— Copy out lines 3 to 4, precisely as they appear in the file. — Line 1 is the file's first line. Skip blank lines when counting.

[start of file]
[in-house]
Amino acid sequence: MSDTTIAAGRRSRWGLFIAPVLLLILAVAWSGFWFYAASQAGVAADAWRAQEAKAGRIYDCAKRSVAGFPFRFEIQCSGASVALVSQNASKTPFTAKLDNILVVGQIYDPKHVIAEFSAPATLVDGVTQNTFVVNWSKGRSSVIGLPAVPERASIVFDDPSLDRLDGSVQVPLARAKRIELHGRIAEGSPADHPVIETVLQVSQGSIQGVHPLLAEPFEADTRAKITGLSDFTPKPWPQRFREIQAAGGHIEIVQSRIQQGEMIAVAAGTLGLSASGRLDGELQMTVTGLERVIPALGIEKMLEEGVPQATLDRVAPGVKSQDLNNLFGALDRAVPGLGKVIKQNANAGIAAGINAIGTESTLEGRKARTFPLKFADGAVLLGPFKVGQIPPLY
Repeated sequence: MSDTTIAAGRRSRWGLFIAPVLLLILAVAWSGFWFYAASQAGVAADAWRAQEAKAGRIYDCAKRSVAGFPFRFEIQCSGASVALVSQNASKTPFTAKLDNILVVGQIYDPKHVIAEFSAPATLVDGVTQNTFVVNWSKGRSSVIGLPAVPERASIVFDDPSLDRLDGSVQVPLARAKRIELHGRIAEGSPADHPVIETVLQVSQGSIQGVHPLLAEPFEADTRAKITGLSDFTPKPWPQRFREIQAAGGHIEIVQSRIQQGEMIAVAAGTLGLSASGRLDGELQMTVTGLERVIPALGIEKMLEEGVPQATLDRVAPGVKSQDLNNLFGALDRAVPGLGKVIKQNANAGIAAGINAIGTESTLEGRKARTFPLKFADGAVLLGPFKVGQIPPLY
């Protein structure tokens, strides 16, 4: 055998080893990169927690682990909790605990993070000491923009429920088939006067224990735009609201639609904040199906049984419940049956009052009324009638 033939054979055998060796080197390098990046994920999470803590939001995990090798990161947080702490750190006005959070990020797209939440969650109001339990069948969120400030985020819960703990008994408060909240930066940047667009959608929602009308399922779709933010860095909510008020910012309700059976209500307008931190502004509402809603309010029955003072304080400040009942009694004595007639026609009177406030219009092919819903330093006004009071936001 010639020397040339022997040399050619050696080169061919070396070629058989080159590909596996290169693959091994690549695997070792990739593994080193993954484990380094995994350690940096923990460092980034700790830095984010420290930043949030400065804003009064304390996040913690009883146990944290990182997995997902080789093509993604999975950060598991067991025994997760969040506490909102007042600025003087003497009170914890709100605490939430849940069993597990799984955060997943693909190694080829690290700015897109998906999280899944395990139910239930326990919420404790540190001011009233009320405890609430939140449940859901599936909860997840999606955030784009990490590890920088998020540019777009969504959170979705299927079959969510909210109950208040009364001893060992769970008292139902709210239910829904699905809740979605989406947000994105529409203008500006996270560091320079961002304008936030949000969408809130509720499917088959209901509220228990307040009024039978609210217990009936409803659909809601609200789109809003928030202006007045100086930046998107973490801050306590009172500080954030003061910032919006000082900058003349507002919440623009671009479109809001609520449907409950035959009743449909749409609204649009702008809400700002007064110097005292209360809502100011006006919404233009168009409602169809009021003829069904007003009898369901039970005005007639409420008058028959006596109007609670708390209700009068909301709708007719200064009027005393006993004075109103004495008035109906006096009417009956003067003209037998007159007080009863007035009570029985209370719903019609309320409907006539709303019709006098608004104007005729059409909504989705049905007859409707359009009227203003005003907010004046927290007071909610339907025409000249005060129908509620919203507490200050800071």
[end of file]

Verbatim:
Repeated sequence: MSDTTIAAGRRSRWGLFIAPVLLLILAVAWSGFWFYAASQAGVAADAWRAQEAKAGRIYDCAKRSVAGFPFRFEIQCSGASVALVSQNASKTPFTAKLDNILVVGQIYDPKHVIAEFSAPATLVDGVTQNTFVVNWSKGRSSVIGLPAVPERASIVFDDPSLDRLDGSVQVPLARAKRIELHGRIAEGSPADHPVIETVLQVSQGSIQGVHPLLAEPFEADTRAKITGLSDFTPKPWPQRFREIQAAGGHIEIVQSRIQQGEMIAVAAGTLGLSASGRLDGELQMTVTGLERVIPALGIEKMLEEGVPQATLDRVAPGVKSQDLNNLFGALDRAVPGLGKVIKQNANAGIAAGINAIGTESTLEGRKARTFPLKFADGAVLLGPFKVGQIPPLY
């Protein structure tokens, strides 16, 4: 055998080893990169927690682990909790605990993070000491923009429920088939006067224990735009609201639609904040199906049984419940049956009052009324009638 033939054979055998060796080197390098990046994920999470803590939001995990090798990161947080702490750190006005959070990020797209939440969650109001339990069948969120400030985020819960703990008994408060909240930066940047667009959608929602009308399922779709933010860095909510008020910012309700059976209500307008931190502004509402809603309010029955003072304080400040009942009694004595007639026609009177406030219009092919819903330093006004009071936001 010639020397040339022997040399050619050696080169061919070396070629058989080159590909596996290169693959091994690549695997070792990739593994080193993954484990380094995994350690940096923990460092980034700790830095984010420290930043949030400065804003009064304390996040913690009883146990944290990182997995997902080789093509993604999975950060598991067991025994997760969040506490909102007042600025003087003497009170914890709100605490939430849940069993597990799984955060997943693909190694080829690290700015897109998906999280899944395990139910239930326990919420404790540190001011009233009320405890609430939140449940859901599936909860997840999606955030784009990490590890920088998020540019777009969504959170979705299927079959969510909210109950208040009364001893060992769970008292139902709210239910829904699905809740979605989406947000994105529409203008500006996270560091320079961002304008936030949000969408809130509720499917088959209901509220228990307040009024039978609210217990009936409803659909809601609200789109809003928030202006007045100086930046998107973490801050306590009172500080954030003061910032919006000082900058003349507002919440623009671009479109809001609520449907409950035959009743449909749409609204649009702008809400700002007064110097005292209360809502100011006006919404233009168009409602169809009021003829069904007003009898369901039970005005007639409420008058028959006596109007609670708390209700009068909301709708007719200064009027005393006993004075109103004495008035109906006096009417009956003067003209037998007159007080009863007035009570029985209370719903019609309320409907006539709303019709006098608004104007005729059409909504989705049905007859409707359009009227203003005003907010004046927290007071909610339907025409000249005060129908509620919203507490200050800071």